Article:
__By Sam Weinman __
KIAWAH ISLAND, S.C. -- OK class, the vocabulary word of the day is "paspalum". In case you were wondering, Rory McIlroy can spell it correctly.
"P-A-S-P-A-L-U-M," McIlroy said. "The Bear's Club (McIlroy's home course in Jupiter, Fla.) actually has paspalum. We practice on paspalum all the time -- me, Luke (Donald), Keegan (Bradley), Dustin (Johnson). It's something we are quite used to and something I was talking to Luke about yesterday, something that the guys that are members of the Bear's Club might have an advantage because we are used to how it reacts."
**The shots around the Ocean Course's elevated greens are going to play a large role in the outcome of the PGA Championship. Photo by Getty Images
With rain hitting the Ocean Course on Wednesday -- and more expected -- the one certainty heading into the first round is that the Pete Dye layout will play softer than officials and players had hoped. It means the comparisons of Kiawah to true British links courses don't really work -- especially with the paspalum grass on and around the greens that players say grab at the ball more than usual.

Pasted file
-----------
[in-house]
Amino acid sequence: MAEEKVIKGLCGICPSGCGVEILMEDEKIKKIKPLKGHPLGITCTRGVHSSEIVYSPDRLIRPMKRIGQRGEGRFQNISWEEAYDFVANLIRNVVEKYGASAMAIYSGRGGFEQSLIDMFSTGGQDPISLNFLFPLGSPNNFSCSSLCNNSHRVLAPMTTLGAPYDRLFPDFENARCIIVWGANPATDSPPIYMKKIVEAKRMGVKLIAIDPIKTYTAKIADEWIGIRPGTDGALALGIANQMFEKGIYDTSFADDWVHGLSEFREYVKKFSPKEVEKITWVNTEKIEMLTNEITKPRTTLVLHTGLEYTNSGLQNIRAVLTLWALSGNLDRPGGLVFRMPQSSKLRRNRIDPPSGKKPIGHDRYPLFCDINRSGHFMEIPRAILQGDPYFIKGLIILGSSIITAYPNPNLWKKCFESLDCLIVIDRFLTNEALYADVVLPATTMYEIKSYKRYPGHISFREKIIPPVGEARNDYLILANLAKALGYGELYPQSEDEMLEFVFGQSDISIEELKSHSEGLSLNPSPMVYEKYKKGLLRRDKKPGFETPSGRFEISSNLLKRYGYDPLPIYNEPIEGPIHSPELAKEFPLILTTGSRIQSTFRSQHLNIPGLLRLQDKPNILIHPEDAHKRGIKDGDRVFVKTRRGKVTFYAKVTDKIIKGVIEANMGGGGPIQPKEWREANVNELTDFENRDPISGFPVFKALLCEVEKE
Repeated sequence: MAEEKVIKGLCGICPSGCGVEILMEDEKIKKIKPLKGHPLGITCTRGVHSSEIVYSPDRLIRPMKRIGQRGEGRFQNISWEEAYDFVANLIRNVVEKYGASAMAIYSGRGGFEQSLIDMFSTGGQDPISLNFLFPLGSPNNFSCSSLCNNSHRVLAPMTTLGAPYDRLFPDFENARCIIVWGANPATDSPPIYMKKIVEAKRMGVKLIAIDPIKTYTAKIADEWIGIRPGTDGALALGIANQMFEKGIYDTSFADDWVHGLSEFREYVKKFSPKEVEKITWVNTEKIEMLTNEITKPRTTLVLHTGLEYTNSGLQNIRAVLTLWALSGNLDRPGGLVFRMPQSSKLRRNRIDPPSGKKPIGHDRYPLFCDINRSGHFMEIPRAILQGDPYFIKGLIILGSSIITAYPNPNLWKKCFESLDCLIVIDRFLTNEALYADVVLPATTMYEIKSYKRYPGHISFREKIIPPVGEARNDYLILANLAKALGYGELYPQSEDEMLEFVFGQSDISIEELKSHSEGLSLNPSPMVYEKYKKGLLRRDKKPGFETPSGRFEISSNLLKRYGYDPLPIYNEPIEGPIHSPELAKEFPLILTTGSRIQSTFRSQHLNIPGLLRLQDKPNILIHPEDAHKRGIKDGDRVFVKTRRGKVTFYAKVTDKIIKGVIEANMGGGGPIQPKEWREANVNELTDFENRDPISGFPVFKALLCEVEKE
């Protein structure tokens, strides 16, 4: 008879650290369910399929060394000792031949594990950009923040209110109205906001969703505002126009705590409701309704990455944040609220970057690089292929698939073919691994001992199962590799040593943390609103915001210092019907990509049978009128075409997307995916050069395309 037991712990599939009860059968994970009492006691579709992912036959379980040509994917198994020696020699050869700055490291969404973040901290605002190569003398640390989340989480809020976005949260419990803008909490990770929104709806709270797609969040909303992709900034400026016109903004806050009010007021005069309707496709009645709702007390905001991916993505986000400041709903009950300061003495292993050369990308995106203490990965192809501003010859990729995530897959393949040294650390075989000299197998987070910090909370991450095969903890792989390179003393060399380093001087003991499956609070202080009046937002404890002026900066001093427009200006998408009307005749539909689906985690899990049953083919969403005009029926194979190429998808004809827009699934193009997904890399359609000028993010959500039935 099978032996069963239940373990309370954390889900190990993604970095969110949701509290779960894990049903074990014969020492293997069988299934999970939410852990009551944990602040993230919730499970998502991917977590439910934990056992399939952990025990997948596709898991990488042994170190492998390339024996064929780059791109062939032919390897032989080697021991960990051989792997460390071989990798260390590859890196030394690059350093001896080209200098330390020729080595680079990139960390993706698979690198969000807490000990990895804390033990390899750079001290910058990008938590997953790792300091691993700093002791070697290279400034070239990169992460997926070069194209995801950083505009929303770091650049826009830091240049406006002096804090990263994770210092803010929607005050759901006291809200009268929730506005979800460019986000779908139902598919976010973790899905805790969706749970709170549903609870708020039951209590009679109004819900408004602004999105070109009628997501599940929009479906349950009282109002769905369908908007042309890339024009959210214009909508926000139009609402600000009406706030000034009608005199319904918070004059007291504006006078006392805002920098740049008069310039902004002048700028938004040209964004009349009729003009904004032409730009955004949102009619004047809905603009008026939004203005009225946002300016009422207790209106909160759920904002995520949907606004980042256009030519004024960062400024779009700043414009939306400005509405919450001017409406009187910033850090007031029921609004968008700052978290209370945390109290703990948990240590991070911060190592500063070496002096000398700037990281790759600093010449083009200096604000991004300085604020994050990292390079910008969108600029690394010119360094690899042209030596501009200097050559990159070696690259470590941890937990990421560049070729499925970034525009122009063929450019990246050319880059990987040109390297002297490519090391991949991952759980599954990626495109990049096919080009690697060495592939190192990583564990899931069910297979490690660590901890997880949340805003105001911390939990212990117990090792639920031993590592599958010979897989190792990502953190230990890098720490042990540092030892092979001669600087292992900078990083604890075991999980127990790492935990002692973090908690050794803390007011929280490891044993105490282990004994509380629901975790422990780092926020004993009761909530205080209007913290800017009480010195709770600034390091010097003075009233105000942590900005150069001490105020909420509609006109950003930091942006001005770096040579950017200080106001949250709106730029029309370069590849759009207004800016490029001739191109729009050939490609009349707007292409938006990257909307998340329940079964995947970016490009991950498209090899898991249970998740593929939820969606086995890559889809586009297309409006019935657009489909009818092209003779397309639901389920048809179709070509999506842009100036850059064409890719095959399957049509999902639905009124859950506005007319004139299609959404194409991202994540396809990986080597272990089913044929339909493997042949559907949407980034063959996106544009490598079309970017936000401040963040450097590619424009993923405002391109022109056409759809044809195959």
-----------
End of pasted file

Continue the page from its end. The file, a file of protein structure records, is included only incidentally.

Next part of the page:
"Now you're going to have to throw the ball up or play some kind of one-hop-and-stop spinner in there," Tiger Woods said. "There will be very few bump-and-run shots. You just won't see it that often because now it's going to be too soft for that play to work. This paspalum is very sticky."
In other words, don't neglect your wedge game. When a golf course is ridiculously long (7,676 long) and invites plenty of wind, players are going to miss more than their share of greens. How they recover will be the question, especially when it involves negotiating a foreign surface.
"Paspalum is a grass that I'm not sure we've ever played a Tour event on before," world No. 1 Luke Donald said. "Around the greens it's tricky. I think anyone who has good fundamentals that can use the bounce of their lob wedge, have some creativity, is going to fare a lot better than someone that has poor technique."